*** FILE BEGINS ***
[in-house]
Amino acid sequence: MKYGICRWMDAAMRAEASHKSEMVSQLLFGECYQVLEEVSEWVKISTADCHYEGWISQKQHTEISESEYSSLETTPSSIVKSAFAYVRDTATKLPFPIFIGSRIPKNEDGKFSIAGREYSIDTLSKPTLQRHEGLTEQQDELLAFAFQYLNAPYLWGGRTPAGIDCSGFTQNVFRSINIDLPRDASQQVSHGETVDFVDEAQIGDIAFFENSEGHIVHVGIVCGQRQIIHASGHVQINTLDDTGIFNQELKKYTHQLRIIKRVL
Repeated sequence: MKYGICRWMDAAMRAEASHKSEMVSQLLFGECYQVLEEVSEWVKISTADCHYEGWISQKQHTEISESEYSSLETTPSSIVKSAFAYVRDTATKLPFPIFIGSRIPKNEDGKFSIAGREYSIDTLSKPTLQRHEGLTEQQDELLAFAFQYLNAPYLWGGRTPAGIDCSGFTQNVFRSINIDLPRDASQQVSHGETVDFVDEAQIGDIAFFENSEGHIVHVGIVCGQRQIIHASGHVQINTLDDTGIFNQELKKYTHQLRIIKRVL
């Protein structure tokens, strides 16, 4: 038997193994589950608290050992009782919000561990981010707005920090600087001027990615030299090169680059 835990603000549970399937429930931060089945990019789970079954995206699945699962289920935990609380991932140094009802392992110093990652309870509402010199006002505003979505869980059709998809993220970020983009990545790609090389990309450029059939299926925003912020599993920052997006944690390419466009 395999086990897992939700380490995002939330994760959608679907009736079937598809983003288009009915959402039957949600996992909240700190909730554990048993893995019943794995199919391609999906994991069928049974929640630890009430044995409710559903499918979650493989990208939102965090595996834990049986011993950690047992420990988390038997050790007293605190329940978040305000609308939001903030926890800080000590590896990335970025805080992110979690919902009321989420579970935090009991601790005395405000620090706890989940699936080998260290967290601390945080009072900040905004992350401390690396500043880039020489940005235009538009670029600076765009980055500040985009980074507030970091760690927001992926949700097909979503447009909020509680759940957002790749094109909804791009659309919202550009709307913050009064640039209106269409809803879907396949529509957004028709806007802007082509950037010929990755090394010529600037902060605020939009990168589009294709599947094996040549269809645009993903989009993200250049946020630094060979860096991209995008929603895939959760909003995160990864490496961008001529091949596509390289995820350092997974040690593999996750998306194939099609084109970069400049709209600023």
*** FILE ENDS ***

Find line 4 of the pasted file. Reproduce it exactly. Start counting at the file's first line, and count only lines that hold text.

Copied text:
């Protein structure tokens, strides 16, 4: 038997193994589950608290050992009782919000561990981010707005920090600087001027990615030299090169680059 835990603000549970399937429930931060089945990019789970079954995206699945699962289920935990609380991932140094009802392992110093990652309870509402010199006002505003979505869980059709998809993220970020983009990545790609090389990309450029059939299926925003912020599993920052997006944690390419466009 395999086990897992939700380490995002939330994760959608679907009736079937598809983003288009009915959402039957949600996992909240700190909730554990048993893995019943794995199919391609999906994991069928049974929640630890009430044995409710559903499918979650493989990208939102965090595996834990049986011993950690047992420990988390038997050790007293605190329940978040305000609308939001903030926890800080000590590896990335970025805080992110979690919902009321989420579970935090009991601790005395405000620090706890989940699936080998260290967290601390945080009072900040905004992350401390690396500043880039020489940005235009538009670029600076765009980055500040985009980074507030970091760690927001992926949700097909979503447009909020509680759940957002790749094109909804791009659309919202550009709307913050009064640039209106269409809803879907396949529509957004028709806007802007082509950037010929990755090394010529600037902060605020939009990168589009294709599947094996040549269809645009993903989009993200250049946020630094060979860096991209995008929603895939959760909003995160990864490496961008001529091949596509390289995820350092997974040690593999996750998306194939099609084109970069400049709209600023």